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Has Minecraft Steve Finally Been Banned from Competitive Smash Bros?

Discussing how the new Steve tech and loss of tournament circuits is causing trouble for the Smash community

Minecraft Steve. Image: Smash Bros.

The competitive community behind Super Smash Bros. Ultimate has been facing some issues recently.

First, the discovery of a game-breaking new technique, and now the closing of an entire tournament circuit. Can the Smash community survive?

The Trouble with Steve

For those unfamiliar with the Smash Bros. franchise, Minecraft’s Steve joined the roster in 2020. Since his release, he has been nothing but trouble, skyrocketing to the top of nearly every tier list.

On February 24th, 71 top players gathered and made an ‘official’ tier list, with Steve at the top. But what makes this character so strong? Steve has elements some characters could only dream of. Steve has incredible combo potential, with his combos being simple to execute. His far-reaching recovery allows him to return to the stage from extreme distances. Steve’s ability to place blocks on the stage and manipulate the terrain is also powerful. Steve has all the tools to sit him comfortably at the top of the tier lists.

Steve’s newest tool

If all the tools mentioned previously were insufficient, Steve’s players discovered a new technique that jeopardized the game. Steve’s latest tech, “Phantom MLG,” allows him to cancel the hit stun of nearly any move in the game. For those unfamiliar, hit stun occurs after a character takes damage and puts them in an inactive state. Their opponent can follow up for combos. Steve can negate that completely. This technique is relatively easy to execute, too; it only requires three inputs! There has been a boisterous call from the community to ban this technique, or even Steve as a whole, from competitive play.

Can you ban a technique?

With the outcry from the Smash community over this new technique, many have questioned whether such a technique could be appropriately policed. Tech, such as wobbling in Smash Melee or Infinite Dimensional Cape in Brawl, has been banned. Unlike the older Smash games played in person, Ultimate has a sizeable online scene. In offline tournaments, you could quickly call a judge to observe if your opponent used a banned technique. But in online brackets, with hundreds of matches being played, saving every replay for a judge to watch is not feasible. Thus two significant camps have formed. You either let the technique be or ban the entire character.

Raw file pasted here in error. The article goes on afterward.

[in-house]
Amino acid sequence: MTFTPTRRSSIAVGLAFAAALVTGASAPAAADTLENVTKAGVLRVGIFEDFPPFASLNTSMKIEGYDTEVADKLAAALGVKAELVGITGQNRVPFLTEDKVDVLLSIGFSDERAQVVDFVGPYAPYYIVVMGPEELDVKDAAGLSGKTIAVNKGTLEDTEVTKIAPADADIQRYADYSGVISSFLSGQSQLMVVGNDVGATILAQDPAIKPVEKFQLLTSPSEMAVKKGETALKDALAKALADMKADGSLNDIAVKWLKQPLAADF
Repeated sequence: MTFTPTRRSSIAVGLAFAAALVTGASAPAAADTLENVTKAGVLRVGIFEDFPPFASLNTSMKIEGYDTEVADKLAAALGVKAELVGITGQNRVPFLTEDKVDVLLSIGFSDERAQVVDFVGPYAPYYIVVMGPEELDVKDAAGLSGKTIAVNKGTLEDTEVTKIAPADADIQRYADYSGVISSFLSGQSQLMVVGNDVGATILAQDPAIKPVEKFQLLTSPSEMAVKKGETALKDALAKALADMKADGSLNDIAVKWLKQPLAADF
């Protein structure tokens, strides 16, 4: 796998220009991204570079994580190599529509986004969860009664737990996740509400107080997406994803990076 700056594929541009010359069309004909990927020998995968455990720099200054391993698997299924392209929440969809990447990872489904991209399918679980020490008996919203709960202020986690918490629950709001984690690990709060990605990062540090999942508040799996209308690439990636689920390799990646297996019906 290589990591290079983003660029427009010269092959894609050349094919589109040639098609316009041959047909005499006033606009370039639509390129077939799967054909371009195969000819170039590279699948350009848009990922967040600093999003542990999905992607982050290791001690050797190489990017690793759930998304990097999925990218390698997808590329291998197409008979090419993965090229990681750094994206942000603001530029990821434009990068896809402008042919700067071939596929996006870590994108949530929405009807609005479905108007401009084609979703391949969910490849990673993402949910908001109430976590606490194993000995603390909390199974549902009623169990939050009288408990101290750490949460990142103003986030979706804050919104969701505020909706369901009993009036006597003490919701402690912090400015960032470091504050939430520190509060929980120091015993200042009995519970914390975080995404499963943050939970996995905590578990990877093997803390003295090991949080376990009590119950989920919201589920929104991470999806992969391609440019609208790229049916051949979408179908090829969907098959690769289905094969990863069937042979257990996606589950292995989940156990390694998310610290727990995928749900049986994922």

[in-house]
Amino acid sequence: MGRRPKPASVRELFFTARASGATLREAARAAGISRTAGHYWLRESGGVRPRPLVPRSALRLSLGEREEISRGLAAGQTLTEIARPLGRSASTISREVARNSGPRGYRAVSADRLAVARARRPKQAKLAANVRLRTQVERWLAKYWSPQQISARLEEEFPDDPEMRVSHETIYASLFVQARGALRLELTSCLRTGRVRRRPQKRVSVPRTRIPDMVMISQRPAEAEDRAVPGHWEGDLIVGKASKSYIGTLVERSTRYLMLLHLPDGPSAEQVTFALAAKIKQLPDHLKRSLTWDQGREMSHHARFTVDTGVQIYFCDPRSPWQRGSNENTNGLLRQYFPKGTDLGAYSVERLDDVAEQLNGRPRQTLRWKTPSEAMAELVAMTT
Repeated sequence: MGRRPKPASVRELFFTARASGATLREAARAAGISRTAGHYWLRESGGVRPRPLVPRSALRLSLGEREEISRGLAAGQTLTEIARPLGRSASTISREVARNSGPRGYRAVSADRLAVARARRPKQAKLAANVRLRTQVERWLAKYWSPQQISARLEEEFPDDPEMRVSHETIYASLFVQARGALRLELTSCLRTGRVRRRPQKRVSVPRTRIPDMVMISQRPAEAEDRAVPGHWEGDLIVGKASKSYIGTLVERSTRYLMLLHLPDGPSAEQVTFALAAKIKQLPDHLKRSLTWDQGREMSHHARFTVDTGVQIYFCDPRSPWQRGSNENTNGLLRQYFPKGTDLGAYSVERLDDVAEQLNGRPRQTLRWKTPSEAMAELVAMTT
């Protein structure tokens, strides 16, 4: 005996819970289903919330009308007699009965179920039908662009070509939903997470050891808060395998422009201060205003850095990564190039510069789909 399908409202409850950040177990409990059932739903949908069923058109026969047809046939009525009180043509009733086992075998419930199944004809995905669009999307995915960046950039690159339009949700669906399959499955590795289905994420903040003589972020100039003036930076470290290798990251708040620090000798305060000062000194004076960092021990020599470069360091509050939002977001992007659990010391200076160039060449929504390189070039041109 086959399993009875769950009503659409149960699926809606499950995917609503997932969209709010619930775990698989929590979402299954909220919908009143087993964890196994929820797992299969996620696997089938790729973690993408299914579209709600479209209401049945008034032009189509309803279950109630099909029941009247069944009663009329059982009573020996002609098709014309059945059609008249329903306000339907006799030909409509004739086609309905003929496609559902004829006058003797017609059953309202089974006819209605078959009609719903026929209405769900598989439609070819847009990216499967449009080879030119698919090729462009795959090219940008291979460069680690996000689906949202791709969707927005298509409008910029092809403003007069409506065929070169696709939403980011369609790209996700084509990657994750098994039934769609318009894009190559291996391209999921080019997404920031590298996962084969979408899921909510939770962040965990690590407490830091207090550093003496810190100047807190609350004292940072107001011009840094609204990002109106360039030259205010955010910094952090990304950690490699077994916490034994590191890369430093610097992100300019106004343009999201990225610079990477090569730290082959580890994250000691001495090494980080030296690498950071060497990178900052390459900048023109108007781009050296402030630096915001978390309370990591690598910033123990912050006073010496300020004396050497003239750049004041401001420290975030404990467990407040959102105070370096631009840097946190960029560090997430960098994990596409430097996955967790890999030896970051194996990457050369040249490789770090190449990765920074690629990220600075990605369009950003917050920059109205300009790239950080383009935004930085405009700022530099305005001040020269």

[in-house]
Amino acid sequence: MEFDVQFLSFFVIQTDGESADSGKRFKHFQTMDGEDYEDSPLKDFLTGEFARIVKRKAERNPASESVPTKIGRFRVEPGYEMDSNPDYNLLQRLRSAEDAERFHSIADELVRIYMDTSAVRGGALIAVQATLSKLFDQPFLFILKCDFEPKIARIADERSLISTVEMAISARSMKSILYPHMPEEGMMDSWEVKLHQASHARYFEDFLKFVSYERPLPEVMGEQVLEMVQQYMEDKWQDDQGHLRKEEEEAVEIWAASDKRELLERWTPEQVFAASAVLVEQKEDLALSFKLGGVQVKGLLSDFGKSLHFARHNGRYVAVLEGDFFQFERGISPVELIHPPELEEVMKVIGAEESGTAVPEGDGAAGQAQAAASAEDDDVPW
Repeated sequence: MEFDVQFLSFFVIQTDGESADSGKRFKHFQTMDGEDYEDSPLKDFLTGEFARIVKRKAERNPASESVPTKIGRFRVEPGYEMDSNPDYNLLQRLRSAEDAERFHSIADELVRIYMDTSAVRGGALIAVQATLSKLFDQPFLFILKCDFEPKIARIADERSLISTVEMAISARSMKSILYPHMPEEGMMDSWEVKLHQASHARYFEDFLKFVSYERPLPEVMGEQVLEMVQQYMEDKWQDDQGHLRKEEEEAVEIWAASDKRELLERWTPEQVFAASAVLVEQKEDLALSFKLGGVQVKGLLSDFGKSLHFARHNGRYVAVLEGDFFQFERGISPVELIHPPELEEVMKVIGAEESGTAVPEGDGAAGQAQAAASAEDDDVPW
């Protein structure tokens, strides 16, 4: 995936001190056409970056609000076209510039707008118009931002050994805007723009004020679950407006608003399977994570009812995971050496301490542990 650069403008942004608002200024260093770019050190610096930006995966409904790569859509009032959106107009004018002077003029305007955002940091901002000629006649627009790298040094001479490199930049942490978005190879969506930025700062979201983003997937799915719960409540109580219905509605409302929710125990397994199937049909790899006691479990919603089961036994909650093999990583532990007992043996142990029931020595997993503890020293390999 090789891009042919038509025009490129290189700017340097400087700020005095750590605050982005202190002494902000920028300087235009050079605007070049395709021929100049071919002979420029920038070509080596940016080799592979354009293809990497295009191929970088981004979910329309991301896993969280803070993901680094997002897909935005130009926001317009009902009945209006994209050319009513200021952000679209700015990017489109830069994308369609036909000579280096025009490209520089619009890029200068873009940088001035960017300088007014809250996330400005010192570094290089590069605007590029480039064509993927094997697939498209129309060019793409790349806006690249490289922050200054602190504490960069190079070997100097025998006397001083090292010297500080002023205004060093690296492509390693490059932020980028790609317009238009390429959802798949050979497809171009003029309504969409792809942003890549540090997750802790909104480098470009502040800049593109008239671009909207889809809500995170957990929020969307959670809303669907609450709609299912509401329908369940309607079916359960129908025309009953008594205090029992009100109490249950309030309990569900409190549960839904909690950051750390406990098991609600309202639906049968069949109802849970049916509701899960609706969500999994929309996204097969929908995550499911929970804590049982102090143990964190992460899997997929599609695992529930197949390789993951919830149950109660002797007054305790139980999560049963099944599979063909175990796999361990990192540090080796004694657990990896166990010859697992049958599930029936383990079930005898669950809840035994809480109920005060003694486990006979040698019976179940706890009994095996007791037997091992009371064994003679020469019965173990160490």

Who has banned Steve?

Many circuits have already banned Steve. The most extensive online tournament series, Coinbox, has already done so. Coinbox is a weekly online tournament headed by professional Smash player Hungrybox. Hundreds of online matches were being played weekly, so they banned the character entirely not to overwork the judges. The Collision series of tournaments has followed suit.

Read More: Major Smash Ultimate tournaments ban Steve after discovering new game-breaking tech.

The crumbling of official tournaments.

For those unfamiliar, two large Smash tournaments would have occurred in 2022. Smash World Tour hosted by VGBootCamp, which was an international tournament circuit was one. Panda Cup hosted by Panda Global was the other. The Panda cup was North America only and had official Nintendo backing. Officials canceled both of the December tournaments. VGBootcamp has survived, shutting down many other events, and Panda Global went under entirely. Other Esports organizations have been slowly deflating as well. Many have been laying off top players, including one of the best players in Smash Ultimate, MkLeo.

Read More: Why Has Video Game Live Streaming Become So Popular Among Gamers?

The end of Summit.

Things turned for the worst when the Esports organization Beyond the Summit announced it would shut down. Summit was not only an organization but a location, hosting many events over the years, most notably, the Smash Summit series. This year’s Smash Summit 6 will be the last; the venue will close its doors for good. This news is a heavy blow to the Smash community, as Summit was one of the year’s most anticipated events. With the loss of yet another tournament series, many question the future of Smash.

Could this be the end of Smash?

With these developments, competitive players fear the worst; their beloved game is on its way out. A character tech has not needed to be banned since 2008’s Smash Bros. Brawl. And a character hasn’t dominated top-level play to such a degree since Bayonetta in Smash for Wii-U and 3DS. The loss of tournament circuits also surprises many, as E-sports, specifically, Smash, seemed to be on their way up in recent years. Has the E-sports bubble begun to burst? Could this be the end of Ultimate?

JD In a Dig Dug Shirt with a Mothman Pin doing a thumbs Up
Written By

I am a graduate of University of North Carolina Greensboro. I am quite proud of my fiction and poetry, and I have been published several times.

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